A couple of years ago I decided to re-apply, was denied and then talked to an attorney. He specializes is SS. He told me to fill out the paper work, which I did, and was denied again. Then he went to battle for me. Make sure you document every thing. It is important to have letters from your doctors. My primary from the 80's who is now retired even offered to go to court with me. Instead, my att. had him write a letter to the judge. I was a nervous wreck when we went before the judge, but it wasn't that bad at all, just told the truth. The judge had my folder in front of her, it was about 5 inches thick. She awarded me benefits then and there. My att. was surprised that I was awarded benefits at the hearing, usually the judge ponders the case and then makes a decision. I was lucky and go the decision at the hearing. The benefits depend on how much you have worked and put into SS, of course. There is also a back-pay from when you started your claim. Mine took over three years, so I got that lump sum and now get a little over $1000 per month. Some people get more, but I was forced to quit teaching in '85 and never went back, so I really didn't have that many years in the work force.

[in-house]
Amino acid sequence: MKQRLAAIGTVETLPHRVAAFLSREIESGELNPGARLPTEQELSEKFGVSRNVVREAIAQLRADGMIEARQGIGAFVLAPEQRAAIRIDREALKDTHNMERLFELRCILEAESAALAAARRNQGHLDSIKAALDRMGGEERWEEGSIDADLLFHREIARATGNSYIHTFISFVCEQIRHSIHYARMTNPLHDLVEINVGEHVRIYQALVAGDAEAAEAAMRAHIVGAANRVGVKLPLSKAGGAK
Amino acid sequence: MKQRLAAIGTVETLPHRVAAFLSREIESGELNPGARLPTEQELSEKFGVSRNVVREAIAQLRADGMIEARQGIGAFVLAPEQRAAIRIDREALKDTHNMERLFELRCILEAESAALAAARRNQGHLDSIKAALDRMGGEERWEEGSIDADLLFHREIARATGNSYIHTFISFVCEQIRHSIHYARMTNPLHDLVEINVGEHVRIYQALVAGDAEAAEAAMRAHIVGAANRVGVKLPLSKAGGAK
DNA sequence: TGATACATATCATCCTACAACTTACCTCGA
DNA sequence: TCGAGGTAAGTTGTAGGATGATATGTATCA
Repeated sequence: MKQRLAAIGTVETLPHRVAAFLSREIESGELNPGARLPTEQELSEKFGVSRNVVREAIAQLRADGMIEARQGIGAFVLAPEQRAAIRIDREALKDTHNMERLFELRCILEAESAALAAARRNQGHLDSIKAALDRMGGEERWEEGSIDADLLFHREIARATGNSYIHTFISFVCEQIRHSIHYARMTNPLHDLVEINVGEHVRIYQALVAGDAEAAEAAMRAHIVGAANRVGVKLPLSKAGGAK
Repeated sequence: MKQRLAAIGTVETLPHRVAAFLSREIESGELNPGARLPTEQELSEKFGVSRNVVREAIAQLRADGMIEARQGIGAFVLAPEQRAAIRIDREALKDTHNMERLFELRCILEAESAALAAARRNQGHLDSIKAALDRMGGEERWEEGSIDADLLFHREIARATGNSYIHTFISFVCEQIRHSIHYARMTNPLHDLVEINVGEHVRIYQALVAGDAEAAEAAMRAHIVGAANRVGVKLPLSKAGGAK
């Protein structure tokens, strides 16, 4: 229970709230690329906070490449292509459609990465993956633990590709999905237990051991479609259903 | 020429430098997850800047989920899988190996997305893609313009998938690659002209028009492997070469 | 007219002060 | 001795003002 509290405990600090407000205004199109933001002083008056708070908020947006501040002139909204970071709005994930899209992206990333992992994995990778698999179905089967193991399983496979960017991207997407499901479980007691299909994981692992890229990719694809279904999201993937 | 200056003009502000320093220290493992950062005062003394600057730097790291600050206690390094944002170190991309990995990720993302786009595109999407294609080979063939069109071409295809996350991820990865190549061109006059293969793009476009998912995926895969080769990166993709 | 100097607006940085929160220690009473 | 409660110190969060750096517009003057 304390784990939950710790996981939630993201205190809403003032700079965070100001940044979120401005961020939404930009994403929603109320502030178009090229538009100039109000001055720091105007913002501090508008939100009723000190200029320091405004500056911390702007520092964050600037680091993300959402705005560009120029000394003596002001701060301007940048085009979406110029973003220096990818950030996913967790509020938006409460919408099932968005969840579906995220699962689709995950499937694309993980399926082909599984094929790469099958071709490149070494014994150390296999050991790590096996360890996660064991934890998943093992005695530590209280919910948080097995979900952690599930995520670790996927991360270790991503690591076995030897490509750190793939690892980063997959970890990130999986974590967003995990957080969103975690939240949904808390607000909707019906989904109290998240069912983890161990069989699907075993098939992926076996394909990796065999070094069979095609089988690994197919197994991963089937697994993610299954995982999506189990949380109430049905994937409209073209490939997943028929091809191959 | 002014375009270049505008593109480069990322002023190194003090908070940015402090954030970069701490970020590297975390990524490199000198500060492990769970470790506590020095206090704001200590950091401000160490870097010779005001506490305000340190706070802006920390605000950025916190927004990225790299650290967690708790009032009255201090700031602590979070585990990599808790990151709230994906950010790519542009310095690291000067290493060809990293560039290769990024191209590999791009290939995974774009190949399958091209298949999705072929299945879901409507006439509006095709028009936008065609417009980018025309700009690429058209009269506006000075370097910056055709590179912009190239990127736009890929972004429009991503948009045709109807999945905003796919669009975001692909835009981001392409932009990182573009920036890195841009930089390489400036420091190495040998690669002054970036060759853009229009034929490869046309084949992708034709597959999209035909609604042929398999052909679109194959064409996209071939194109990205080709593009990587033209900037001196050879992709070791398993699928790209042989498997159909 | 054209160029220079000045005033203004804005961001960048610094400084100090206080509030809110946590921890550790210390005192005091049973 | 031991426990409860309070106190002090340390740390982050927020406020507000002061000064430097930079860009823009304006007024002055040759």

Good luck. Document, document, document.

~whirlway

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Hi Sweet,